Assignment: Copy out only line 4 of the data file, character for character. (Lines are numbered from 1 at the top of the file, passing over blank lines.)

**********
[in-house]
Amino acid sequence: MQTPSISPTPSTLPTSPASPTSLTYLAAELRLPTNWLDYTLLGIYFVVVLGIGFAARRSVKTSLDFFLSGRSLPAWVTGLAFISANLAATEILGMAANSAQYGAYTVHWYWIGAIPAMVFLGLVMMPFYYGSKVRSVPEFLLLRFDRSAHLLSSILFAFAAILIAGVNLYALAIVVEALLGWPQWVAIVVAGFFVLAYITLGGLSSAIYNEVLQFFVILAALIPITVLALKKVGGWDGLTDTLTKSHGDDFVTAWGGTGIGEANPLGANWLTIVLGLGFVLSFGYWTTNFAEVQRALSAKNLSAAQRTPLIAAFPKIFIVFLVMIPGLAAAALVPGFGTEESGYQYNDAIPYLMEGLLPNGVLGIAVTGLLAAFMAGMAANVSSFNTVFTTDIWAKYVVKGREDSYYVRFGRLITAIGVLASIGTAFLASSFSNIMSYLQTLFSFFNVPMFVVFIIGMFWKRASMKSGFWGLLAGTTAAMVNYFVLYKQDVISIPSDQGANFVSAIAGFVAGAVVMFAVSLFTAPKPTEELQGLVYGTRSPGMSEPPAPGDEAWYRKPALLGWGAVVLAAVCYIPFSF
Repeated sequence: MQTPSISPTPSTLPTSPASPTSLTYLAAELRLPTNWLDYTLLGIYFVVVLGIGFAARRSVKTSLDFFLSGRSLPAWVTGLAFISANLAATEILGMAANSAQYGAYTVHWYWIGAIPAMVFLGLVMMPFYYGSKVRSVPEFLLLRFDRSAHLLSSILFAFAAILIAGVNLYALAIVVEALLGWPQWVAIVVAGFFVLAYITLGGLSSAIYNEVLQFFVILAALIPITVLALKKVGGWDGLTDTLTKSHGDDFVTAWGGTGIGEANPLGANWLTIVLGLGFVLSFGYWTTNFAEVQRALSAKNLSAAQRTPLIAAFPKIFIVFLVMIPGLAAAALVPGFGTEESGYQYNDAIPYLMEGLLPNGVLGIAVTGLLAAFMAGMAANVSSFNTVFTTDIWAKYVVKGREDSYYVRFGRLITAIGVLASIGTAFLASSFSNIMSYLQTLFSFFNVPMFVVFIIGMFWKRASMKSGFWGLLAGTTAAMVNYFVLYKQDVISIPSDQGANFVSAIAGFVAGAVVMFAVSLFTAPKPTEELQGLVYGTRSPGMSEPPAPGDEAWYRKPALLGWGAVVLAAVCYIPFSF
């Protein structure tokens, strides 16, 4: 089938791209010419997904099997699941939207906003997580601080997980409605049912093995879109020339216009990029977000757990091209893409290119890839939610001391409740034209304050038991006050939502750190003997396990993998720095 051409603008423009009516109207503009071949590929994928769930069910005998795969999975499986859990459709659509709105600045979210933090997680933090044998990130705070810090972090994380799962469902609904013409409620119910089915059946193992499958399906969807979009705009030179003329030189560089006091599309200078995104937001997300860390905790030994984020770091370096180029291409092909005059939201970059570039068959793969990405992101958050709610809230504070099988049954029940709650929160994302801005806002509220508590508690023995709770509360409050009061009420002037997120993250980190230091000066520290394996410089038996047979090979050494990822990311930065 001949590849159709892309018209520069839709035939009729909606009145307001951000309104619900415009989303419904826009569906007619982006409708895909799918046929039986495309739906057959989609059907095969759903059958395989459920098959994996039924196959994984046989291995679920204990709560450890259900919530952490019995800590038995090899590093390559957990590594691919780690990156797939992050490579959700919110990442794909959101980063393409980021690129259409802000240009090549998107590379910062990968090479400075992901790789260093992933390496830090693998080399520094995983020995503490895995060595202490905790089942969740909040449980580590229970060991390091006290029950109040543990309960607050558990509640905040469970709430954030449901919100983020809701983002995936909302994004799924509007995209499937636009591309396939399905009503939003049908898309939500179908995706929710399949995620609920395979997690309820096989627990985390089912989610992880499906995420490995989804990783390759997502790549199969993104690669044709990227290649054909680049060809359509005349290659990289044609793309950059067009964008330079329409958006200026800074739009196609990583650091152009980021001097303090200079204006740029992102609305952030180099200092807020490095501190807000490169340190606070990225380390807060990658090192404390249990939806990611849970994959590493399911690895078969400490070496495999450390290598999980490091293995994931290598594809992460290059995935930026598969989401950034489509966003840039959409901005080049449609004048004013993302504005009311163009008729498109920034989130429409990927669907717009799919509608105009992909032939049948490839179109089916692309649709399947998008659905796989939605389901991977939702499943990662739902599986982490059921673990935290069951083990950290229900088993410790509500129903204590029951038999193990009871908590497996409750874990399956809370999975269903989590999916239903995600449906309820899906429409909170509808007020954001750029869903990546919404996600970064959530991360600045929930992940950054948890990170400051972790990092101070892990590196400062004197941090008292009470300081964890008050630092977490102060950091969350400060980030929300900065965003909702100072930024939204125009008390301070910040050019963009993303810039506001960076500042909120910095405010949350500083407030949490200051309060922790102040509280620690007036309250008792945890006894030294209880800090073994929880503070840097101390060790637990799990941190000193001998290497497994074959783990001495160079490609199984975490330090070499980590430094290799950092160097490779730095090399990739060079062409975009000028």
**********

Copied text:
């Protein structure tokens, strides 16, 4: 089938791209010419997904099997699941939207906003997580601080997980409605049912093995879109020339216009990029977000757990091209893409290119890839939610001391409740034209304050038991006050939502750190003997396990993998720095 051409603008423009009516109207503009071949590929994928769930069910005998795969999975499986859990459709659509709105600045979210933090997680933090044998990130705070810090972090994380799962469902609904013409409620119910089915059946193992499958399906969807979009705009030179003329030189560089006091599309200078995104937001997300860390905790030994984020770091370096180029291409092909005059939201970059570039068959793969990405992101958050709610809230504070099988049954029940709650929160994302801005806002509220508590508690023995709770509360409050009061009420002037997120993250980190230091000066520290394996410089038996047979090979050494990822990311930065 001949590849159709892309018209520069839709035939009729909606009145307001951000309104619900415009989303419904826009569906007619982006409708895909799918046929039986495309739906057959989609059907095969759903059958395989459920098959994996039924196959994984046989291995679920204990709560450890259900919530952490019995800590038995090899590093390559957990590594691919780690990156797939992050490579959700919110990442794909959101980063393409980021690129259409802000240009090549998107590379910062990968090479400075992901790789260093992933390496830090693998080399520094995983020995503490895995060595202490905790089942969740909040449980580590229970060991390091006290029950109040543990309960607050558990509640905040469970709430954030449901919100983020809701983002995936909302994004799924509007995209499937636009591309396939399905009503939003049908898309939500179908995706929710399949995620609920395979997690309820096989627990985390089912989610992880499906995420490995989804990783390759997502790549199969993104690669044709990227290649054909680049060809359509005349290659990289044609793309950059067009964008330079329409958006200026800074739009196609990583650091152009980021001097303090200079204006740029992102609305952030180099200092807020490095501190807000490169340190606070990225380390807060990658090192404390249990939806990611849970994959590493399911690895078969400490070496495999450390290598999980490091293995994931290598594809992460290059995935930026598969989401950034489509966003840039959409901005080049449609004048004013993302504005009311163009008729498109920034989130429409990927669907717009799919509608105009992909032939049948490839179109089916692309649709399947998008659905796989939605389901991977939702499943990662739902599986982490059921673990935290069951083990950290229900088993410790509500129903204590029951038999193990009871908590497996409750874990399956809370999975269903989590999916239903995600449906309820899906429409909170509808007020954001750029869903990546919404996600970064959530991360600045929930992940950054948890990170400051972790990092101070892990590196400062004197941090008292009470300081964890008050630092977490102060950091969350400060980030929300900065965003909702100072930024939204125009008390301070910040050019963009993303810039506001960076500042909120910095405010949350500083407030949490200051309060922790102040509280620690007036309250008792945890006894030294209880800090073994929880503070840097101390060790637990799990941190000193001998290497497994074959783990001495160079490609199984975490330090070499980590430094290799950092160097490779730095090399990739060079062409975009000028």